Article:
Readers could be forgiven for not knowing Bruce Conte by name . . . but chances are many will have heard his work as guitarist for seminal funksters Tower Of Power. Bruce steps up front with "Bullet Proof," his third solo outing (an indie repackaged for release on Severn Records), but one listen'll tell you he hasn't left his 'day job' far behind.
"Bullet Proof" is chock full of the sound that made TOP famous; fewer horns, perhaps, but with the same supple urban grooves, equal parts soul, jazz, and funk, but with very little blues in the mix. Production is smooth, the piano is all electric . . . you get the picture. And while one might reasonably expect Bruce to cut loose with lots of guitar, in truth it's applied sparingly, generally in short bursts that work to good effect; nothing dazzling, but it's unfailingly well played and tasteful. Not a vocalist himself, Bruce has wisely chosen to turn those chores over to others, in the process inviting a whopping seven friends along for the ride; all are good, though there's nothing overly distinctive that makes one stand out from the bunch.
While there's much to like about "Bullet Proof," there is, again, almost no blues content. Song titles like "Chasin' The Blues" are misleading, in this case more of a lite-jazz ballad; elsewhere there's "Too Sad To Sing The Blues," a mid-temp funk-jazz workout with a positively bouncy chorus. Chick Willis' "Feel So Bad," one of the few tunes here with a true blues pedigree, is treated as another exercise in funk-lite, complete with burbling synth accompaniment. And "Snatch It Back And Hold It" is about as far from blues as anyone could take a Buddy Guy tune. The rest of the playlist, alas, is more of the same; all well done, all well produced, with convincing enough vocals and uniformly top-notch performances . . . but, to me anyway, it all seems to skim the surface, never really digging deep for emotional contact or commitment. In short, it's missing the very things that make the blues such a compelling art form.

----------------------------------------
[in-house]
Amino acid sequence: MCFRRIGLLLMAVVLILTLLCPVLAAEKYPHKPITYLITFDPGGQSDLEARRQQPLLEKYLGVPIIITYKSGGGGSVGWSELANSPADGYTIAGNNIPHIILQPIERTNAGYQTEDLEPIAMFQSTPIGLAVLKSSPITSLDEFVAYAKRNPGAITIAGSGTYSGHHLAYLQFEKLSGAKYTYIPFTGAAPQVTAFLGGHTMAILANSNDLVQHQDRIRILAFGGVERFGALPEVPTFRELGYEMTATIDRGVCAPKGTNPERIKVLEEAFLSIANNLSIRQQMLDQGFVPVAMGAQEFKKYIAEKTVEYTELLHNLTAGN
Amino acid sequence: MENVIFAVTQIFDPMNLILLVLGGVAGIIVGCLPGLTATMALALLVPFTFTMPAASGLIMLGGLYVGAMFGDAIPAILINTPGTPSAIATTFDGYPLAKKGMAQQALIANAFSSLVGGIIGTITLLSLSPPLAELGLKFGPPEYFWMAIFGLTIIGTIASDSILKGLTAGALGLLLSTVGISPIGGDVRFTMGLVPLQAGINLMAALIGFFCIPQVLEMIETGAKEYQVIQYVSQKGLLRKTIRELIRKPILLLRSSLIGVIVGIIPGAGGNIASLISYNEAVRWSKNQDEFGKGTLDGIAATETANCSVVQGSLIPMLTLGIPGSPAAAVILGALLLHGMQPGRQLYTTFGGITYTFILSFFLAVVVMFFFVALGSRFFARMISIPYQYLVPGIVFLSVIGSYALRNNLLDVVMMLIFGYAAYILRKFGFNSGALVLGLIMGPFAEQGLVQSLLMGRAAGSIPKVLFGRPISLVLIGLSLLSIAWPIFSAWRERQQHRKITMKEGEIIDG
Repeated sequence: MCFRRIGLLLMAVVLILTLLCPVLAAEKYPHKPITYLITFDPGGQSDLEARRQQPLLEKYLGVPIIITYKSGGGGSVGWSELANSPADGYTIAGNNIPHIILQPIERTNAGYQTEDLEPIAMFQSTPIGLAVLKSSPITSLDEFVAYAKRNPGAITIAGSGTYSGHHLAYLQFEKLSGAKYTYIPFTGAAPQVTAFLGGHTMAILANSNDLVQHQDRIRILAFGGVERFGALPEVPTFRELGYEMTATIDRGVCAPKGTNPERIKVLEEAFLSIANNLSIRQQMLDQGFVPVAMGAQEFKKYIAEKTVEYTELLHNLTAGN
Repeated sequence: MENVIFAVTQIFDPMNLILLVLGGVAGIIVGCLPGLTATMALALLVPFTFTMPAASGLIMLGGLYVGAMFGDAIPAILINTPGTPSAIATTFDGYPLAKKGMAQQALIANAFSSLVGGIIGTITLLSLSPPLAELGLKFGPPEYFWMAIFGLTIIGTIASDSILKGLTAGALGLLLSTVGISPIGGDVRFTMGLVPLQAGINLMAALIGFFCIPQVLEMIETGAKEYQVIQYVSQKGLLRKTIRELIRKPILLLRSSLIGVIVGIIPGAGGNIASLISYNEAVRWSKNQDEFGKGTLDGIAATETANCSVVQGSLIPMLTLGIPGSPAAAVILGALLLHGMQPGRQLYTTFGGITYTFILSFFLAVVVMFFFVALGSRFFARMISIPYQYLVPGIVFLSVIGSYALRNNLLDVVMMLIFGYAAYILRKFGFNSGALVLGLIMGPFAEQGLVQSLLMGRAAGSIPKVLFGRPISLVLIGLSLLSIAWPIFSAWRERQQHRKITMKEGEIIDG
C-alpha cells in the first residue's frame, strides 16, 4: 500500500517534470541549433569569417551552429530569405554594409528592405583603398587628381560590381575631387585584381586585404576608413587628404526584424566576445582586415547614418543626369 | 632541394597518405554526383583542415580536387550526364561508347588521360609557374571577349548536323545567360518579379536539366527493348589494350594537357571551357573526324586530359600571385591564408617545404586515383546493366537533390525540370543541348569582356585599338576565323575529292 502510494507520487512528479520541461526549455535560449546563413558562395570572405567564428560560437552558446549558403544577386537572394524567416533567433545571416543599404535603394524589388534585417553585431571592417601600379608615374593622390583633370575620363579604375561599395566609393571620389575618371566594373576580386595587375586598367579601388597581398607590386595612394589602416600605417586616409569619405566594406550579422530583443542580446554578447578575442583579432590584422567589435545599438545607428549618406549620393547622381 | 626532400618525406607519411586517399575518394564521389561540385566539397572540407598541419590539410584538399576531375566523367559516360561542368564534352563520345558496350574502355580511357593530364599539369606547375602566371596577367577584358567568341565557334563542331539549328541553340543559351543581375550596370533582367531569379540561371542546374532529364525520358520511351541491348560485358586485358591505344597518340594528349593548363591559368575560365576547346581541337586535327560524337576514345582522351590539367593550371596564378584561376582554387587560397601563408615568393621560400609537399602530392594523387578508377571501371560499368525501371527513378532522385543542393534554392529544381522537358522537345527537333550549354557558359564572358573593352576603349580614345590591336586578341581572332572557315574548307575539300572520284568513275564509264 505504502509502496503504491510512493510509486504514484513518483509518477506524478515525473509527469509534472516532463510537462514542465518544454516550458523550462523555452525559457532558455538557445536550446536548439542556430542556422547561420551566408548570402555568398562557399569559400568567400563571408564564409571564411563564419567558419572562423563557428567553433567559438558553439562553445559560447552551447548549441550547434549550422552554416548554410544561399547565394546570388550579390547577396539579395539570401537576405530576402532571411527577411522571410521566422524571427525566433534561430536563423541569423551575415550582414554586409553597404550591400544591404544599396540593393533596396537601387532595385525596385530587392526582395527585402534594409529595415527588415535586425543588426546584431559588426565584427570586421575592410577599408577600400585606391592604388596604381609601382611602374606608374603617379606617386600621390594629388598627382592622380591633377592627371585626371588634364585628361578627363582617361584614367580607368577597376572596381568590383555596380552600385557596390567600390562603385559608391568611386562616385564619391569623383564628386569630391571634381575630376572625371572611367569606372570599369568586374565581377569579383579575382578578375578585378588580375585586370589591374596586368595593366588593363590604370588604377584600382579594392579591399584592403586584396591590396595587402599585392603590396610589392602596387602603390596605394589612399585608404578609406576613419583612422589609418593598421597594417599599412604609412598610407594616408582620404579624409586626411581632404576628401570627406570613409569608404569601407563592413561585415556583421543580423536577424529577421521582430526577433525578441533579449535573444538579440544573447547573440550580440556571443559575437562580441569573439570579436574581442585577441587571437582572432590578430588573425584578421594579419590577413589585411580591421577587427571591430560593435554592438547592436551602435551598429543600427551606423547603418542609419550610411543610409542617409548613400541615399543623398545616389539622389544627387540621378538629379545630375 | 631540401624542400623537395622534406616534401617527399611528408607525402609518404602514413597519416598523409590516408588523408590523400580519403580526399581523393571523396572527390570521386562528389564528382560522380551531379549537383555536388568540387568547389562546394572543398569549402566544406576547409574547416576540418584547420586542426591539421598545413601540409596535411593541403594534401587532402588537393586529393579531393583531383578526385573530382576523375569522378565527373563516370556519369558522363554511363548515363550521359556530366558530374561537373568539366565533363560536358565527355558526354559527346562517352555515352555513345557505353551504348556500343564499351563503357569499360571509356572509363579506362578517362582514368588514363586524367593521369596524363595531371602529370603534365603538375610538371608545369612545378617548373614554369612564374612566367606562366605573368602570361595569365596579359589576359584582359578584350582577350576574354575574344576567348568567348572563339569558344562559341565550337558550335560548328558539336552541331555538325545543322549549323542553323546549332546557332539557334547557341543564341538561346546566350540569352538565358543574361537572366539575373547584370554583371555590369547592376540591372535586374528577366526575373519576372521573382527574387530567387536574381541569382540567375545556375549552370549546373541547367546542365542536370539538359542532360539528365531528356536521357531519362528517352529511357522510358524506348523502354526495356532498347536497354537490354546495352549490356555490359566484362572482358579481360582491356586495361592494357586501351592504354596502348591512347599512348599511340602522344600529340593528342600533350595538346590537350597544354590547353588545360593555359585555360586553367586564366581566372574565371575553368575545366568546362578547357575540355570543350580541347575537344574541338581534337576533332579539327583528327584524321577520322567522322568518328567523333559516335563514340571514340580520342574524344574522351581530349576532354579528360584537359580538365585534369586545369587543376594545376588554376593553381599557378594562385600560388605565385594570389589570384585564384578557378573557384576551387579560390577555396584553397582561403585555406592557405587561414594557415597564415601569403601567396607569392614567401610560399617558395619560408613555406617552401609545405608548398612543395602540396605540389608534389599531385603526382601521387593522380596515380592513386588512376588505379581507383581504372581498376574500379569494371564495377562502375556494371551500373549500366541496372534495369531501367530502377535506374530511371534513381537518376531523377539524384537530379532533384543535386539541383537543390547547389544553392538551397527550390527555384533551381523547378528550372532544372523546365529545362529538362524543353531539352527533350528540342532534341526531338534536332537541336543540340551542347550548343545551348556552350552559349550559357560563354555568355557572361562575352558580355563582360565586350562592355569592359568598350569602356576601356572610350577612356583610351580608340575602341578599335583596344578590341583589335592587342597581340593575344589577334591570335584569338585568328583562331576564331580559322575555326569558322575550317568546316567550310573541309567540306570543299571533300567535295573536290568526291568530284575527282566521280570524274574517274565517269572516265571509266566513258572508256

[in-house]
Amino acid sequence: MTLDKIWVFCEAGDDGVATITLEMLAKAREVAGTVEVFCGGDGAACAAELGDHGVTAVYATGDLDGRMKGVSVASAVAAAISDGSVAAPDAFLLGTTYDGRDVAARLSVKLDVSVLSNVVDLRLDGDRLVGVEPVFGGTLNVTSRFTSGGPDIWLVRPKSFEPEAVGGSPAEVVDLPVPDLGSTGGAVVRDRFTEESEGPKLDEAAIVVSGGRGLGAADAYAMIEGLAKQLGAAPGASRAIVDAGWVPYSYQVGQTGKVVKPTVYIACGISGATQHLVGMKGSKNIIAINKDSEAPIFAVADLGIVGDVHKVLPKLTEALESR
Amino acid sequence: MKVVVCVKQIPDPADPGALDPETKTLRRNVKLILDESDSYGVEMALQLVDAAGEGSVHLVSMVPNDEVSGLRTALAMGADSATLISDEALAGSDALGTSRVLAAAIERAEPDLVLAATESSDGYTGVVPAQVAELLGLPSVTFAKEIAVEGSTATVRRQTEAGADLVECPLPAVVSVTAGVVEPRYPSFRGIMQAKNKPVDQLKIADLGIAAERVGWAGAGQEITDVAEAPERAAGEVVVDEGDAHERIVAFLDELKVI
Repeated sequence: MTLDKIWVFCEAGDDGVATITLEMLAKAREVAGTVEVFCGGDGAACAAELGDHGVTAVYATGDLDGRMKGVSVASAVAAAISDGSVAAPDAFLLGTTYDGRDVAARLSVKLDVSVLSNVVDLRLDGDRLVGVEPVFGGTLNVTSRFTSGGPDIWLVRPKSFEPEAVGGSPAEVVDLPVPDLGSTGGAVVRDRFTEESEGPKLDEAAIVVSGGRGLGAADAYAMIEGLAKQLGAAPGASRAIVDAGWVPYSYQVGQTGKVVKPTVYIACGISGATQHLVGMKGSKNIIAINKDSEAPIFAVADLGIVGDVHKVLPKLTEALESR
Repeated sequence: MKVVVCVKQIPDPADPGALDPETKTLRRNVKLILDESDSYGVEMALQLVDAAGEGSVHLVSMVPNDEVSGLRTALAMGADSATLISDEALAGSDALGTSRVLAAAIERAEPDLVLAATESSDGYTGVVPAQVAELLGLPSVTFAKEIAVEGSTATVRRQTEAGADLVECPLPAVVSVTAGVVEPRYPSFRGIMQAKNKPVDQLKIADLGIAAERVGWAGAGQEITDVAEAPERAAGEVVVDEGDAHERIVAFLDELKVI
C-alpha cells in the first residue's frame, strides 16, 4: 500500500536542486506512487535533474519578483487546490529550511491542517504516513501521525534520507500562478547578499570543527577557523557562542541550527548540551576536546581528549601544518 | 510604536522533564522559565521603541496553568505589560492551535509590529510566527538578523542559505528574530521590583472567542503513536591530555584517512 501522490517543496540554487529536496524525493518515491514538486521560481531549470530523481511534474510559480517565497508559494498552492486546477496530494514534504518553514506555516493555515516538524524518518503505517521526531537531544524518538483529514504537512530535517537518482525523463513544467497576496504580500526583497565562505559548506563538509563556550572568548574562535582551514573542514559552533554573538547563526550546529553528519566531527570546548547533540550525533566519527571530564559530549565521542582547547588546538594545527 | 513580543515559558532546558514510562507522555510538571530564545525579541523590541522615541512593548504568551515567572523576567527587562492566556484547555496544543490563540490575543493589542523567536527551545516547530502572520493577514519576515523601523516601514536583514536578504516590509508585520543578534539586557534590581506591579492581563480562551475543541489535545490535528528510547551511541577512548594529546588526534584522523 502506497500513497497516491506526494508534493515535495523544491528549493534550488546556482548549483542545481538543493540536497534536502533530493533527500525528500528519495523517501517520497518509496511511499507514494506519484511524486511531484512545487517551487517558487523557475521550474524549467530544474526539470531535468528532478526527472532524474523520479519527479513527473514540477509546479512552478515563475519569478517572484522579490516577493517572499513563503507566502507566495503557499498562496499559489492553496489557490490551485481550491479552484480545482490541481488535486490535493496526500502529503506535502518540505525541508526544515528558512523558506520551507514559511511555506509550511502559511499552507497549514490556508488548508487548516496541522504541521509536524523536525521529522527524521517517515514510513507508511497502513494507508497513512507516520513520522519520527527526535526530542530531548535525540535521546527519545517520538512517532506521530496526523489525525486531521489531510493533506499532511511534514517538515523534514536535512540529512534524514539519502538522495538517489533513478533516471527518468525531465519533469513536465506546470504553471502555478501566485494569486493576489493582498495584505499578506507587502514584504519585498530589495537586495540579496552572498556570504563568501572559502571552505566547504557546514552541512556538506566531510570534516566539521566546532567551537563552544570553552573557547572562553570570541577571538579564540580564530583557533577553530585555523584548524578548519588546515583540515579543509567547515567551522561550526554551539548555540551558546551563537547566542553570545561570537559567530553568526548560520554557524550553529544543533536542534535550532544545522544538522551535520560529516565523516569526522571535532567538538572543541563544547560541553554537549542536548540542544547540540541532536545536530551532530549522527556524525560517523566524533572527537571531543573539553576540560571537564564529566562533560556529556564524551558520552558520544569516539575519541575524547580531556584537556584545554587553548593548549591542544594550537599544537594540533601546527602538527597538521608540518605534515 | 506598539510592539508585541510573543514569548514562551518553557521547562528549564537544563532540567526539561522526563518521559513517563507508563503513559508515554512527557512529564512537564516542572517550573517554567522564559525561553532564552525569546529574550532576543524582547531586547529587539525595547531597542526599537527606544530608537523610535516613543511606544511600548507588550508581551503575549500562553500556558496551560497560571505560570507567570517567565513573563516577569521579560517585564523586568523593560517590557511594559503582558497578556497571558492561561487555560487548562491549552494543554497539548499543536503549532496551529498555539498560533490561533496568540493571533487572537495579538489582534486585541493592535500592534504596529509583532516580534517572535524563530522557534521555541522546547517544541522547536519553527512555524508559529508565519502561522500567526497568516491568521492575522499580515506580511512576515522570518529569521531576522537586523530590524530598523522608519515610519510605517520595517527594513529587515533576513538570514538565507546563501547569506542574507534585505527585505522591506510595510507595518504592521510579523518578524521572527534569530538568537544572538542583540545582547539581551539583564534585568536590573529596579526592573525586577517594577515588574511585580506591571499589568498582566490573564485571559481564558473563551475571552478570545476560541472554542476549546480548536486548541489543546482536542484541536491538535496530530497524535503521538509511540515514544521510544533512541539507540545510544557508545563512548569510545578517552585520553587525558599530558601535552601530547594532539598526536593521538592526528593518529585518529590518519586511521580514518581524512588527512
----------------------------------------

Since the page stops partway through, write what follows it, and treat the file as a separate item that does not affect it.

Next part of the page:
Anyone who harbours fond memories of Tower Of Power's glory days might like this outing, as will those who like a bit of funk or vocals mixed in with their easy jazz. But blues fans expecting a banquet will be left very hungry indeed.
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